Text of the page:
During the bidding process Identix submitted a written request for clarification in which it said: "In order to provide the State with maximum cost benefit, Identix plans to propose a 5 year warranty fee as a part of its one time costs per each system. This would allow each local agency to choose the 5 year plan or to negotiate alternate maintenance coverage as it desires. Our bid would have only the one time warranty cost and the monthly maintenance cost summary sheets would be marked 'not applicable.' Please advise us of the responsiveness of this approach to the RFP requirements." The General Services evaluation team responded: "The proposal to offer a 5 year warranty as a one time cost, with the Monthly Maintenance Cost Sheets [13 Cal. App. 4th 1162] marked 'Not Applicable[,'] appears to be responsive to the RFP requirements. DOJ does desire to provide the local agencies, via this procurement, with a known, fixed, monthly maintenance cost which is valid for the life of the Contract. Vendor should indicate, by zone, on a separate set of Monthly Maintenance Cost Sheets what the monthly maintenance costs would be for each zone. This 'alternate' to the 5 year warranty should be clearly marked as an alternate purchase option, and as such, would not be used for cost evaluation purposes."

In its bid Identix stated that its live-scan system does not require routine preventative maintenance other than normal cleaning of the sensor platen, which is a user responsibility. Identix agreed to provide the diagnostic and repair services necessary to keep the equipment operational for the five-year period required by the RFP. The Identix bid permitted a purchaser to choose between a one-time extended warranty fee or to pay monthly maintenance charges throughout the five-year maintenance period. [6] The J. B. Enterprises, Inc., plaintiffs assert that the extended warranty portion of the Identix proposal calls for the state to make an illegal advance payment for services and renders the Identix contract void. fn. 12

For authority the plaintiffs rely upon a published opinion from the Attorney General concerning whether the Department of Water Resources had the authority to make advance payments for power transmission services. (47 Ops.Cal.Atty.Gen. 11 (1966).) The opinion noted that nothing in the Constitution precluded advance payment but that former Government Code sections 14800 and 14801 required that services be rendered and supplies be delivered prior to submission of a claim. (Id. at pp. 12-13.) fn. 13 Accordingly, the opinion concluded that the department lacked the authority to make advance payments in the absence of a statute which expressly or by necessary implication granted that power to the department. (Ibid.) fn. 14

Government Code sections 14800 and 14801 have been repealed. (Stats. 1983, ch. 1231, § 1.5, p. 4764.) The substance of those provisions is now [13 Cal. App. 4th 1163] found in Public Contract Code section 10312, which provides: "Immediately upon the rendition of services or the delivery of supplies, the disbursing officer shall transmit the invoice or demand for payment together with his or her sworn statement to the Controller. The sworn statement shall show that the services have been rendered and the supplies delivered to the state agency in accordance with the contract and law." That section is part of chapter 2, of part 2, of division 2, of the Public Contract Code. Contracts for the procurement of electronic data processing and telecommunications goods and services are specifically exempt from the provisions of that chapter. (Pub. Contract Code, § 10430, subd. (b).) Instead, the Legislature has provided separate acquisition authority for such goods and services in chapter 3, of part 2, of division 2, commencing with section 12100. Chapter 3 does not include a provision similar to section 10312.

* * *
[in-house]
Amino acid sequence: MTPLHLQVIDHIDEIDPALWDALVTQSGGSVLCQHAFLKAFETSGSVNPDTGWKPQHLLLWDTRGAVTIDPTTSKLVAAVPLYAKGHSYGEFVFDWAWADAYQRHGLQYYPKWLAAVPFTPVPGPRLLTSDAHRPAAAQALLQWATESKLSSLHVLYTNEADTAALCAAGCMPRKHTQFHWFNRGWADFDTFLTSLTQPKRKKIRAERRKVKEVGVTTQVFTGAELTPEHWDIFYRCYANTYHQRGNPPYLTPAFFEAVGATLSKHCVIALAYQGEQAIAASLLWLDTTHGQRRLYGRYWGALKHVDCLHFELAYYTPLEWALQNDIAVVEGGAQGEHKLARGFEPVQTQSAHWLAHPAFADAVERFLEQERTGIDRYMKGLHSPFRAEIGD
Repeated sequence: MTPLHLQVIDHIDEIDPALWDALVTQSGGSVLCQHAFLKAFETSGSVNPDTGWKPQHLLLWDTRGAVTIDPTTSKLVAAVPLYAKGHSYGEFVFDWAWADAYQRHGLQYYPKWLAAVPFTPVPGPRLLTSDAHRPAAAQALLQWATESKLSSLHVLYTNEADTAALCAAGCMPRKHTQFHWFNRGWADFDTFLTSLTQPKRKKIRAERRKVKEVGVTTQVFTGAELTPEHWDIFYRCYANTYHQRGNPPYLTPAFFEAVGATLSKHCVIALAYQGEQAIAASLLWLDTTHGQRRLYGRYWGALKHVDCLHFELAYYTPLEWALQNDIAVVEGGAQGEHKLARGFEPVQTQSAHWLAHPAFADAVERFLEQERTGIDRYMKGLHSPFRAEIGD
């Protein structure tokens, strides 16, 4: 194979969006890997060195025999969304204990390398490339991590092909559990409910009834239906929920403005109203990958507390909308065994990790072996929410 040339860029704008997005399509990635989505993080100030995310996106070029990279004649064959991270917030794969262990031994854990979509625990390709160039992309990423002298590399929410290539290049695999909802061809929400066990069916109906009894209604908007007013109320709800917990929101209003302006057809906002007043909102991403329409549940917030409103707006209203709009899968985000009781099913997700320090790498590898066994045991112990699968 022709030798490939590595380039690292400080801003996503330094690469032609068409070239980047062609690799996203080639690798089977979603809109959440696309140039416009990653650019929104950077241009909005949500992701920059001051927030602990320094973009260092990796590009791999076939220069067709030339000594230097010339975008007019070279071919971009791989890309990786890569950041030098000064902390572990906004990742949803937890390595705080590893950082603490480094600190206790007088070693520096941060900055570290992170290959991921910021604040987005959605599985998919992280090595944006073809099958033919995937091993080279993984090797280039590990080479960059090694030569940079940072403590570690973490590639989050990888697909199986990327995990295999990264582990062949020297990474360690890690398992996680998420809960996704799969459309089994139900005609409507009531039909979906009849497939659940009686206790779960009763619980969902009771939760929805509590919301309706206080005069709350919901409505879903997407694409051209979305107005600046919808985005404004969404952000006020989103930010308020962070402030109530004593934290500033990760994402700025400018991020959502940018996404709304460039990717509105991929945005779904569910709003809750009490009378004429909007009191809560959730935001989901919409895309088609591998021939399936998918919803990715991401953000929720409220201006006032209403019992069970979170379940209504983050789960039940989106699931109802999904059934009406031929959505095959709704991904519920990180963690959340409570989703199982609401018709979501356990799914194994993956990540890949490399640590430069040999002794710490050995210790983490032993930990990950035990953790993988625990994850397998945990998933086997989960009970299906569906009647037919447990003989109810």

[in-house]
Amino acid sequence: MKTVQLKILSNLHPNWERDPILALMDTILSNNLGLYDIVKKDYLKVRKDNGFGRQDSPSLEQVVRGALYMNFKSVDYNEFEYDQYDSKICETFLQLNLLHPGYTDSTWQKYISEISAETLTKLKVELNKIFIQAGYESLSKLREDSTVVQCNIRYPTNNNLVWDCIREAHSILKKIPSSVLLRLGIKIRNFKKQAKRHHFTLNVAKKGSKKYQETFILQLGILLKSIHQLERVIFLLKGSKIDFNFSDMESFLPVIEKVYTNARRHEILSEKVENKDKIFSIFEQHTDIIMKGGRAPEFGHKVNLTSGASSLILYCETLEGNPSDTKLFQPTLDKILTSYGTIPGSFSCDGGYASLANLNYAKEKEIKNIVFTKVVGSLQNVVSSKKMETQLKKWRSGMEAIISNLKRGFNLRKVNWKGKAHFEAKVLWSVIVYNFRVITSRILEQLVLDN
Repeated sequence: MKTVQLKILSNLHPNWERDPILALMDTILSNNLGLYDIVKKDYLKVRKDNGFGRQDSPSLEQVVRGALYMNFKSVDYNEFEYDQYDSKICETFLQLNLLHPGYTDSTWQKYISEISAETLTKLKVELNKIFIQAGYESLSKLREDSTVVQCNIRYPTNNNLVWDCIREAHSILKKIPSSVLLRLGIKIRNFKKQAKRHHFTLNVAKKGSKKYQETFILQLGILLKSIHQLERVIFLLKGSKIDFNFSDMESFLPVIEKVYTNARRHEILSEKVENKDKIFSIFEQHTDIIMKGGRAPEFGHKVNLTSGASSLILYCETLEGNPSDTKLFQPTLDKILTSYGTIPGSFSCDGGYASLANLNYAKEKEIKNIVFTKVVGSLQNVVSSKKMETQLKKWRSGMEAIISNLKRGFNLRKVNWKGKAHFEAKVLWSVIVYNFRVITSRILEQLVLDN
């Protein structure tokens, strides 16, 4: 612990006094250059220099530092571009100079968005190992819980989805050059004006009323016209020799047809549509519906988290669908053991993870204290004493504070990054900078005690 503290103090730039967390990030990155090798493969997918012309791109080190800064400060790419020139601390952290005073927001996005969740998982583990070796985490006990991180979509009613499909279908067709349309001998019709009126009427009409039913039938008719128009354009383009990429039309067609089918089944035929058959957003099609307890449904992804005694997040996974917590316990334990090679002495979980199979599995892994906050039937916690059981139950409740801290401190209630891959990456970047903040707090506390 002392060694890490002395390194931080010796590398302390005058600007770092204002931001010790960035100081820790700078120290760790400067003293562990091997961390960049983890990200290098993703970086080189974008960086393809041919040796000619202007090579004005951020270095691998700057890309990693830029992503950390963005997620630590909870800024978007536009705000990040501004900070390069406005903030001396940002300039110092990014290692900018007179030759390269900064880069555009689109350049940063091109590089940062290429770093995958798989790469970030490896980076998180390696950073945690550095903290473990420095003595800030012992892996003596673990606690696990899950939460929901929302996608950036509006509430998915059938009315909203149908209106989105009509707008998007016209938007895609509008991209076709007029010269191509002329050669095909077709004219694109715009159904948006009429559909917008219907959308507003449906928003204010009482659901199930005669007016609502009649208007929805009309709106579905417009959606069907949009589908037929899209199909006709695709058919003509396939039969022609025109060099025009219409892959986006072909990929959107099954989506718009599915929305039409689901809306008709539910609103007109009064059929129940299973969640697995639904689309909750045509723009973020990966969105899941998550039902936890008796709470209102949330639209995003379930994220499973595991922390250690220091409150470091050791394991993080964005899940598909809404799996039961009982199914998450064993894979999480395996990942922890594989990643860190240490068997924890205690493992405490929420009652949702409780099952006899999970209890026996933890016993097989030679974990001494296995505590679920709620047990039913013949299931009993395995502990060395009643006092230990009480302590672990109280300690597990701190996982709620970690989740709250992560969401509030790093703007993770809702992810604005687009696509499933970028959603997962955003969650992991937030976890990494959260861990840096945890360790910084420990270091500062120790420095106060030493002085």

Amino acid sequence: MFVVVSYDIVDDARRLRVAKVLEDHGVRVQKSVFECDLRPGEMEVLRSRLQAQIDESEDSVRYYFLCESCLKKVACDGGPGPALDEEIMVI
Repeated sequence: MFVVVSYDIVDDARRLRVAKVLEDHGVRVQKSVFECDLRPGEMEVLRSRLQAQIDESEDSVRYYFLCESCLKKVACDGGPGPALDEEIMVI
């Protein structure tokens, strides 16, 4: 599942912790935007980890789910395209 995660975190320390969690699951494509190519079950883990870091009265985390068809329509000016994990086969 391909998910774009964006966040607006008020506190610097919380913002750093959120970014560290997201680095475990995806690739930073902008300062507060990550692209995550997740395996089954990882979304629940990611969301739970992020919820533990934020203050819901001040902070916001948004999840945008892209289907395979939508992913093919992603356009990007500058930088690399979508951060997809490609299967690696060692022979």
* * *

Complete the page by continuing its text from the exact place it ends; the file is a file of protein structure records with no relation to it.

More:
Chapter 3 of the Public Contract Code does include several provisions which are relevant here. Section 12102, subdivision (b)(1), provides that contract awards shall be based upon "[t]he proposal which provides the most cost-effective solution to the state's requirements, ..." Section 12102, subdivision (c), provides that "[e]valuation of bidder's proposals for the purpose of determining contract award shall provide for consideration of a bidder's best financing alternative ...." And section 12103, subdivision (b), permits consideration of "[s]ystem or equipment component performance, or availability standards, including an assessment of the added cost to the state to receive contractual guarantee of a level of performance."

In view of the inapplicability of Public Contract Code section 10312 and the absence of a similar provision with respect to data processing and telecommunications goods and services, the statutory provisions specifically dealing with the procurement of such goods and services would appear to provide sufficient authority for the state to select the extended warranty option provided for in the Identix bid. However, a definitive answer is not required in the circumstances of this case. The Identix proposal provided for an extended warranty as an option for the DOJ and local agency purchasers of live-scan equipment. The proposal does not require purchasers to select the extended warranty option; rather, it would permit a purchaser to choose to pay for maintenance services on a monthly basis instead. Assuming arguendo that the DOJ lacks the authority to exercise the extended warranty option, that fact would not support the relief sought by plaintiffs, that is, an order declaring that the Identix contract is void, ordering the DOJ and General Services to vacate the decision to award the contract to Identix, and [13 Cal. App. 4th 1164] enjoining the DOJ from purchasing live-scan equipment from Identix. Since the factual and legal circumstances of this case do not support the relief sought by the plaintiffs, the trial court properly entered judgment in favor of the state defendants and Identix.

Disposition

The judgment is affirmed.

Scotland, J., and Nicholson, J., concurred.